I’m with Sally at Smorgasbord Blog Magazine today. Sally features my post about the legend and traditions of Chinese New Year. I learned a lot by preparing this post. It brought back many childhood memories. Please head over to visit Sally and her rich features on her blog.
Since this series began in January 2018 there have been over 1100 Posts from Your Archives where bloggers have taken the opportunity to share posts to a new audience… mine.
The topics have ranged from travel, childhood, recipes, history, family and the most recent series was #PotLuck where I shared a random selection of different topics. This series is along the same lines… but is a ‘Lucky Dip’
In this series I will be sharing posts from the first six months of 2021 – details of how you can participate are at the end of the post.
This is the first post from children’s author and poet Miriam Hurdle and was published in February 2021 and is a celebration of Chinese New Year.
Chinese New Year – Memories, Calendar, Legend, and Traditions
Chinese New Year begins on Friday, February 12, 2021. It is the year of Ox. The holiday was…
It’s an exciting day today to share the goodnews with you about my friend, Elizabeth Gauffreau’s new release GriefSongs: Poems of Love & Remembrance.
About the Book
“Poetry readers willing to walk the road of grief and family connections will find Grief Songs: Poems of Love & Remembrance a psychological treasure trove. It’s a very accessible poetic tribute that brings with it something to hold onto–the memories and foundations of past family joys, large and small.” ~Diane Donovan, Midwest Book Review
“Grief Songs: Poems of Love & Remembrance is a passionate ode to loved ones lost and an intimate portrayal of one family’s shared grief. It holds the key to solace in home photographs and illustrates just how special our singular moments can be. ~Toni Woodruff, Independent Book Review
“A beautiful, personal collection of family photos and poems that express the author’s most inner feelings. Nostalgic and heartfelt, Gauffreau’s poems are written in the Japanese style of tanka, simple, thoughtful, and full of love. Filled with wonderful memories of the past.” ~Kristi Elizabeth, Manhattan Book Review
Grief Songs: Poems of Love and Remembrance is a poetry collection written in Tanka form. After her mother passed away, Elizabeth Gauffreau cleaned up the “forbidden rooms” and found the “hidden photographs.” These are the photographs of the author and her father, mother, and brother George.
Grieving is a personal process that can last for any length of time. The memories of the loved ones could be fleeting or lingering moments, and the emotion of grieving could be of the surface or intensely deep.
In Grief Songs, the photos brought back the intensity of the precious memories to the author. Elizabeth expressed her grief in poetry. She paired the poems with each photo included in this collection.
One poem was about the author’s mother took her and George to the vaccination. Their mother gave the kids a treat of root beer floats for being good for the occasion. By the way, root beer is a soda, not a beer with alcohol! Another fun poem was about a youth group picnic when the author and her brother waited for their dad in the car after the picnic. Apparently, their dad didn’t come right away. They pressed the honk for so long that when their dad finally came back; the battery was dead. I loved the poem and the photo with Elizabeth and George sitting on their father’s lap for reading time as a nightly ritual. The lines were, “Waiting until your father gets home, not a threat but a promise.”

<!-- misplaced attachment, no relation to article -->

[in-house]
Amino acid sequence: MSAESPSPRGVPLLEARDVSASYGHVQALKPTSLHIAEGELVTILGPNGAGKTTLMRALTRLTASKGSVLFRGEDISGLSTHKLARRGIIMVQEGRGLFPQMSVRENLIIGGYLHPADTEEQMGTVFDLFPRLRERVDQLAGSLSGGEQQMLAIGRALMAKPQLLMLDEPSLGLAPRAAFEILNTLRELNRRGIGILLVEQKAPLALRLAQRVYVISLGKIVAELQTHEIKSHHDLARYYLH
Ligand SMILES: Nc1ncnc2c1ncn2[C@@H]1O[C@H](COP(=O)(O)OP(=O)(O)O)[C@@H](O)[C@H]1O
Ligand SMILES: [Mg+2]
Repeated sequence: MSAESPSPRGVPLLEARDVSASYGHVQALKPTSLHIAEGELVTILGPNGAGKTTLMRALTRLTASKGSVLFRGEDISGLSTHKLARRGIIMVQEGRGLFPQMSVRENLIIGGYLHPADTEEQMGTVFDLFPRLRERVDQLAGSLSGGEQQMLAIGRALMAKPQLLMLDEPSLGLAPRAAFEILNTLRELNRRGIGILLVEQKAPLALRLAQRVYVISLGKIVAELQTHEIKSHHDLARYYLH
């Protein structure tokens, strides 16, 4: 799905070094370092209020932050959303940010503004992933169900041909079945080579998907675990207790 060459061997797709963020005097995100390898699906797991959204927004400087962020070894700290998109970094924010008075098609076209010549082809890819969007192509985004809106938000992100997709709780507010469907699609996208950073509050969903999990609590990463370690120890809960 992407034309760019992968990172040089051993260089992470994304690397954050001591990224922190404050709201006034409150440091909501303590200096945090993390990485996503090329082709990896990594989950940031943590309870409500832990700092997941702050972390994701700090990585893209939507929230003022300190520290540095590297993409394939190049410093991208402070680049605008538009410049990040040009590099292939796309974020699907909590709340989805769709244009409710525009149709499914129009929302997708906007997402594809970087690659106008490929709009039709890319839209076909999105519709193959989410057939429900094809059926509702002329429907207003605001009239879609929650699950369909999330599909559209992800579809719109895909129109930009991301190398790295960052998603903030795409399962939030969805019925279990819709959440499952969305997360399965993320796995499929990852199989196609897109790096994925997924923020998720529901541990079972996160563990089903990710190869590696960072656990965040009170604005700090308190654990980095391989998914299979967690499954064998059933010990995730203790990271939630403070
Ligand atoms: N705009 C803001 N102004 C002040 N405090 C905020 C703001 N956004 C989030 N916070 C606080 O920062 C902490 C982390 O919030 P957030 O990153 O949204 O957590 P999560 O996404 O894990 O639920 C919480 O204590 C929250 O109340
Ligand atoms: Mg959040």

There were poems about Elizabeth as a kid for the first sacrament, confirmation, and baptism. What precious memories as she could see the history from the beginning of her life when father and mother holding her in their arms that led to her present life.
Family time such as clam bake at the beach and the family reunion always flashed back fond memories that ache the heart yet bring smiles on the face. The dying takes away a part of the ones left behind yet leaves them something sweet and long-lasting.
The poetry is a short read, yet the emotion of joy and sorrow lingers long after I put down the book. Highly recommended
Elizabeth Gauffreau writes fiction and poetry with a strong connection to family and place. She holds a B.A. in English from Old Dominion University and an M.A. in English/Fiction Writing from the University of New Hampshire. She is currently the Assistant Dean of Curriculum & Assessment for Champlain College Online, where she is an Associate Professor. Her fiction and poetry have been published in literary magazines and several themed anthologies. Her debut novel, Telling Sonny, was published by Adelaide Books in 2018. Liz lives in Nottingham, New Hampshire with her husband.
This week Tina of the Lens Artists team invites us to join them in exploring places and things that have “seen better days”. I’ll explain the reason I close the photos for this theme.
My husband, Lynton, is a helicopter pilot. During our travel, we often visited the military aircraft museums, submarines, and battleships. He wanted to be in the military to defend this country, but he was in the middle of his schooling and missed the opportunities. He has family members who were in the services for many years, but I’ll stay on track to do this post.
When we went to Arizona one year, we visited the Luke Air Force Base Airpark. The aircraft had their glorious and courageous days to defend this country or assist other countries. I took many photos of the aircraft displayed and included these four in this post. They proudly retired. Their appearance reminds us of the price the heroes paid for our freedom.
“Our flag does not fly because the wind moves it… it flies with the last breath of each soldier who died protecting it.” – Unknown